My father’s tragic death and Hillary Clinton’s plan to tax the 1 percent
By Rep. Kristi Noem (R-SD)
October 2, 2016
You don’t forget moments like this – the ones that come so unexpectedly, shoving a pit into your stomach. I was 21-years-old and nearing the due date for my husband Bryon and my first baby. That’s when the phone call came: “Kristi, your dad is stuck in a grain bin.” I knew instantly what it meant.
By the time I got to the farm, neighbors and friends had taken payloaders and ripped down the grain bin trying to find my dad. When they finally did, our neighbors started doing CPR until the EMTs took over. I followed the ambulance to the hospital with my family and the doctors fought to save him for hours. Nothing worked. That night, we lost my dad – this man who had seemed invincible to me.
Not too long after the accident, while we were still trying to pick up the pieces, our family received a letter from the IRS. Because of this tragedy, one that undermined our sense of security, the death tax was now about to undermine our financial security.
I could see that we had land that my dad started buying in high school and land my grandpa had bought decades before that. We had cattle and the machinery needed to farm the land and care for the cattle. But we didn’t have enough money in the bank to pay what the IRS was asking.
I couldn’t imagine losing the farm my family had built. After all, it was my dad’s dream to pass it on to us kids.
That’s why he got up at the crack of dawn almost every morning. He wanted to give us the opportunity to farm together, if we wanted to.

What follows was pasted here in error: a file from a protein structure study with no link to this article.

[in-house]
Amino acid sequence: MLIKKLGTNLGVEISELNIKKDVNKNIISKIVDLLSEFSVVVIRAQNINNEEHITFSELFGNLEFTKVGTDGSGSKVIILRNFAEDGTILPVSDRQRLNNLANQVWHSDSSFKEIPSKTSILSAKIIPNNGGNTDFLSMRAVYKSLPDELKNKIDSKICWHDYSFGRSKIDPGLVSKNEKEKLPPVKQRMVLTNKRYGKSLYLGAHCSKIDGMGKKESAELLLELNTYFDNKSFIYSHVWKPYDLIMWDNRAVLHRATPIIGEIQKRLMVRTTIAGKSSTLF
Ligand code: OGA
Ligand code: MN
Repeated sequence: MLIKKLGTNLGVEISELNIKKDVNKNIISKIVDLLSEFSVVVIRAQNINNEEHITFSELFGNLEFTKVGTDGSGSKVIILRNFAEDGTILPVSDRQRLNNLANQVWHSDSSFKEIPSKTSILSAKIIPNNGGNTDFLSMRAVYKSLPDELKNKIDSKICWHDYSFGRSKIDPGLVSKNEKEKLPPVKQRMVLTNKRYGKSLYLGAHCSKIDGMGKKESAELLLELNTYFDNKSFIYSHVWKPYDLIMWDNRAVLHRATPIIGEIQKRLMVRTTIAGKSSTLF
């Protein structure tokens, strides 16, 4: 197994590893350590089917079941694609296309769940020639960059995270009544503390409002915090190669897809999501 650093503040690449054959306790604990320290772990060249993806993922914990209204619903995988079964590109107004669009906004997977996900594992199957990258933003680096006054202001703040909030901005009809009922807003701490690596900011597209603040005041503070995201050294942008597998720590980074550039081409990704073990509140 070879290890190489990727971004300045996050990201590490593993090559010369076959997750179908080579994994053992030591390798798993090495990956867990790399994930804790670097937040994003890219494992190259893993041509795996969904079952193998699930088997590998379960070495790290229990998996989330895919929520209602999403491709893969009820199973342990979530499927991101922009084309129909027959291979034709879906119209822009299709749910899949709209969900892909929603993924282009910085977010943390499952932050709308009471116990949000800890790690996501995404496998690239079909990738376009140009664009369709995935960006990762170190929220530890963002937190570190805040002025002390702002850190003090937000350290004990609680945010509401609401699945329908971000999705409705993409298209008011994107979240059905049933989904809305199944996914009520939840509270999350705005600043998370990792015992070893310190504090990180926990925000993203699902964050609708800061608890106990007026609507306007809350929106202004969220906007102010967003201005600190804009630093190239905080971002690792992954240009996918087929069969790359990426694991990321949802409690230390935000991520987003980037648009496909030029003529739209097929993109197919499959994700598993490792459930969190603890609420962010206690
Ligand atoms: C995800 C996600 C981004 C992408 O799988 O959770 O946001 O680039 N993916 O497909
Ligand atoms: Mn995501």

We needed the machinery to continue the operation and I could hear my dad’s voice telling me that selling land wasn’t an option either. After all, I can’t tell you how many times he said: “Don’t ever sell land. God isn’t making any more.”
To keep our family’s American Dream going, we were fortunate enough to get a loan, albeit one so large that it impacted nearly every decision we made for a decade.
I have never understood why the federal government thought it was appropriate to go after families with this double tax – especially in a time of crisis. My family had already paid taxes on the equipment, the land, and any other assets. Now, we had to pay taxes on it again because my dad had died. It’s not right.
This month, Hillary Clinton proposed a dramatic 65 percent increase to the death tax, pushing it to the highest point since 1981. She justifies this as a tax on the 1 percent, but all too often it is small businesses and family farms that are put into jeopardy for a few days’ worth of government spending.
Earlier this fall, the House Ways and Means Committee offered a blueprint for tax reform designed to grow families’ paychecks, the workforce, and the American economy. In doing so, we worked to shrink the tax burden for every family and streamline the tax code to make it more simple and fair. This includes eliminating damaging add-on taxes – most notably, the death tax.
No family should have to go through what ours did. Clinton’s proposal is a tax on the American Dream during a time of tragedy. Hardworking Americans deserve better.
Rep. Kristi Noem (R-SD) was first elected to serve as South Dakota’s lone Member of the U.S. House of Representatives in 2010. She was re-elected to a third term in the House in 2014. She currently serves on the House Ways and Means Committee. Kristi is also a wife, mother, experienced rancher, farmer and small business owner.